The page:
Myth is a word with at least two common significances, one of them referring to a cherished core of ostensibly historical stories (Kit Carson, Paul Bunyan) which serve to explain present beliefs and practices; more and more it comes to be used in the sense of delusion. Kramer sees the myths Henry Blanton lives by in this second sense:

It took…the imagination of Easterners to produce a proper cowboy—a cowboy whom children could idolize, and grown men, chafing at their own domesticated competence, hold as a model of some profoundly masculine truth…. The proper cowboy was a fiction appropriate to a frontier so wild and inhospitable that most Easterners regarded it as a landscape of Manichaean possibilities. He became for those Easterners the frontier’s custodian. They made him Rousseau’s Émile with a six-gun. They turned man-in-nature into a myth of natural man, and added natural justice to ease the menace of a place that lay beyond their hegemony and their institutions. They saw to it that he was born good, and that if he died violently, he died wise and defiant and uncorrupted. They set him against outlaws and spoilers, card sharks and Comanches. Their fears became his own sworn enemies.

Kramer’s point is that Henry Blanton and others like him, believing this myth, believed in a West that never existed, “a West as sentimental and as brutal as the people who made a virtue of that curious combination of qualities and called it the American experience.” In the real West, where cattle is big business run by people who live in London or Pasadena, literal, trustful people like Henry are destroyed by their naïveté.

As we would expect, Kramer approves of neither sentimentality nor brutality, and deplores their association with the American character. She is sorry that Henry Blanton totes guns and acts up in barrooms and is so foolish as to believe that a handshake seals a bargain. Henry has been done out of several good deals in his life because he doesn’t think you should have to get things in writing. Kramer’s lack of sympathy for Henry’s credulity is in itself somewhat unsympathetic; credulity, of all human follies, is after all the easiest to spot, in other people. And, in her affectionate impatience with him, she perhaps does not do justice to the decency and desirability of some of Henry’s beliefs, to principles of conduct which will only be acted on as long as people believe in them.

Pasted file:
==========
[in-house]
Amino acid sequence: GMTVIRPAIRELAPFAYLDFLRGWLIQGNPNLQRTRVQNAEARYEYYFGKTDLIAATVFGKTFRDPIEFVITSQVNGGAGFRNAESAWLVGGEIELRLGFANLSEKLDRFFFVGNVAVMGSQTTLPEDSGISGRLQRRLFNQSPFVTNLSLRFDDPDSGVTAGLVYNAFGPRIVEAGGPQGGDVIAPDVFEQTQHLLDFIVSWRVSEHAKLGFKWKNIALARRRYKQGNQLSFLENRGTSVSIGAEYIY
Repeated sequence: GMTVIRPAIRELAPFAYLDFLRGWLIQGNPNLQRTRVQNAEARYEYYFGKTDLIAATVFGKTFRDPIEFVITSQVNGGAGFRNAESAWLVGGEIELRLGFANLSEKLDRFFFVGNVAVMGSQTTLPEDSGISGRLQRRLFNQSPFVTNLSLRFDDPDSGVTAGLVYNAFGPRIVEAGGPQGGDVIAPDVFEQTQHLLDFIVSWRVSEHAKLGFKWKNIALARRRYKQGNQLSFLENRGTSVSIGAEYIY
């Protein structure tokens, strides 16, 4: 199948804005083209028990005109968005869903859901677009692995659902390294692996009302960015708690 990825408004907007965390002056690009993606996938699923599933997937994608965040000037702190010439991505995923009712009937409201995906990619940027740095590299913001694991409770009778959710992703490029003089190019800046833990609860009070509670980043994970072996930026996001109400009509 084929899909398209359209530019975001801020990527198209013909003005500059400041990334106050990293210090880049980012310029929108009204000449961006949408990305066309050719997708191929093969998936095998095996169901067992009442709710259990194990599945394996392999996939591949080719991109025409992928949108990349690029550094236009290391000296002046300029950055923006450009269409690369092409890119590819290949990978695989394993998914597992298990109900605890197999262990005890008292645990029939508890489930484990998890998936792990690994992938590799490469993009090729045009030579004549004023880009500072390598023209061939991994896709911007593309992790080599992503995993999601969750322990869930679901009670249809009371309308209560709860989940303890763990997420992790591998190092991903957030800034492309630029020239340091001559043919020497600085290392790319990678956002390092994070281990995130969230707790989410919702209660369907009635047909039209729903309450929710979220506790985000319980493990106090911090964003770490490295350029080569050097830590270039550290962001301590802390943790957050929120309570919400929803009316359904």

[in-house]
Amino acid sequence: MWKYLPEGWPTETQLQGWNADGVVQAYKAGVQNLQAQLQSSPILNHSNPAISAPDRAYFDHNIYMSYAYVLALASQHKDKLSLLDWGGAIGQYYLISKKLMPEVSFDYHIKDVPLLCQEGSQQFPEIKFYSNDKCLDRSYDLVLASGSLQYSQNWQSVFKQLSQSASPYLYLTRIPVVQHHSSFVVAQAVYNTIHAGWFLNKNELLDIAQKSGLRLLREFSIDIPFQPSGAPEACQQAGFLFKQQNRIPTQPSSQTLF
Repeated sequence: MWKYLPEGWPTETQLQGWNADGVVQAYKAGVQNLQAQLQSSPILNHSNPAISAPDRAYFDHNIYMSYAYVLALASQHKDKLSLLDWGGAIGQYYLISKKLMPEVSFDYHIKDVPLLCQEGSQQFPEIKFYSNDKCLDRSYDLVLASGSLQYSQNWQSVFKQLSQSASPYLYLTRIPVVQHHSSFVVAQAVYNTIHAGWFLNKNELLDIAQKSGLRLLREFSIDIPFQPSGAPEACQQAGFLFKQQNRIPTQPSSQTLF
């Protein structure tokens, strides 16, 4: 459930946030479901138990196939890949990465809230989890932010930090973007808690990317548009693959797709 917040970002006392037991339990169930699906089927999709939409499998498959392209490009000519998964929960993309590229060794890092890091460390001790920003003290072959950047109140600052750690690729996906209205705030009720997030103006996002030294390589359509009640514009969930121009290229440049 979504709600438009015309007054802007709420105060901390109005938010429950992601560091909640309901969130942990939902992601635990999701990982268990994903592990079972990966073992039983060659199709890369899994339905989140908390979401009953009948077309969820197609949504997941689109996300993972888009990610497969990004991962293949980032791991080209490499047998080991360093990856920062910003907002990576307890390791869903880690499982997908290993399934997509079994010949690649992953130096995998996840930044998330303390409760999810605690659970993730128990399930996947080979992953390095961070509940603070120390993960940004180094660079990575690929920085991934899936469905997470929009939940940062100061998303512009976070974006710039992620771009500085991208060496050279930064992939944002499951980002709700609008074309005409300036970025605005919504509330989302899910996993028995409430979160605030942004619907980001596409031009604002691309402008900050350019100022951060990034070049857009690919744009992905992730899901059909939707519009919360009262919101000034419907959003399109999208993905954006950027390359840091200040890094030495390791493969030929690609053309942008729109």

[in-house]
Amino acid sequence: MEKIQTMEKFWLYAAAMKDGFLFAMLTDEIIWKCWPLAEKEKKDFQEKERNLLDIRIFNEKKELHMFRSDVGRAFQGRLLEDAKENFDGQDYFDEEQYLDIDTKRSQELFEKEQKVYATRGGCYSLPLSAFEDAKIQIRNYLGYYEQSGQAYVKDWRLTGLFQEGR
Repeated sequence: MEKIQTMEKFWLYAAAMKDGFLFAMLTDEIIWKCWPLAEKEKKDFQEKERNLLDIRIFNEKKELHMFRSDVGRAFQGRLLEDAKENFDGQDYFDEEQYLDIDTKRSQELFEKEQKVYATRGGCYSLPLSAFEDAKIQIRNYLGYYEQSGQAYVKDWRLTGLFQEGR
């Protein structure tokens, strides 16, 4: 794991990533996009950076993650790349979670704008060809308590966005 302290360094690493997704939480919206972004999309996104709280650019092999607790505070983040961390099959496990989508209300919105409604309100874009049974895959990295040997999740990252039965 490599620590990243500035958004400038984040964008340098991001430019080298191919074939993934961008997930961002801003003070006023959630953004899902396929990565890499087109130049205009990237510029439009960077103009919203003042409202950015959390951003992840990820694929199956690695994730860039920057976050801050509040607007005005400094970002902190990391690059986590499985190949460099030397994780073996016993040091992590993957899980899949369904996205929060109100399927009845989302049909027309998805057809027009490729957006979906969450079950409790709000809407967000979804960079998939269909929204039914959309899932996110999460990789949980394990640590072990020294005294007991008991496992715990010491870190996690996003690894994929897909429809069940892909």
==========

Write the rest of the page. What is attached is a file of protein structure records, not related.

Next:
People seem always to have had the sneaking suspicion that we need exemplary myths—noble lies, as Plato called them—defending their beneficial effect on the conduct of the unenlightened, the way enlightened Victorians who had given up religion nonetheless recommended it for the average person. Like it or not, we as Americans have had a deeply formative body of exemplary myths, of which the movies of Glenn Ford and John Wayne are some recent expressions; and one would have to agree with Kramer that the values they communicate, like those of many religions, do not seem any longer to serve the interest of the individual who holds them. But if Henry’s values (cooperation; a man’s word is his bond; responsibility to family) are dismissed without regard, society loses yet more props to its teetering structure—the “breakdown” so complacently predicted by all.

Betsy Blanton’s values are a little out of fashion, too, and Kramer’s impatience with her shows. She perhaps describes Betsy’s bathroom in too great detail. Betsy, sunk in her own crisis of becoming forty and wondering what it all means, finds relief in action, as Matthew Arnold would have advised; she redecorates her little house:

Two satiny blue shower curtains went up, drawn back on either side with velvet bows to frame the bathtub. Soon plastic ivy drooped from the ceiling. Plastic chrysanthemums, in little gilt pots, sat precariously around the rim of the washbasin and the tub. The room took on a wet, heady smell, which came from steaming bathwater and too much Airwick Herbal Bouquet, and one morning, after searching in the mist for half an hour, Henry was horrified to discover his toothbrush in a bud vase and his razor and shaving soap in a Maxwell House coffee can disguised by grosgrain ribbon and paper lace.

Kramer does not patronize—she is too kind, and too good a reporter for that. But one senses her lack of sympathy for that brave plastic ivy. Much could be said of the poverty of poor Betsy’s alternatives, in the Panhandle society of unreconstructed male chauvinists of vigorous sincerity: “I hear them liberated women don’t want no separate rest rooms. Well, I say fine. Let them fight in the wars, too. Let them have the same jails as what the men have. Let them play football….” Kramer wisely forbears to comment. Hers is the touch of a novelist and a satirist; her writing, although admirably economical, can seem a bit as if she is working hard to keep powerful dramatizing and shaping impulses under control.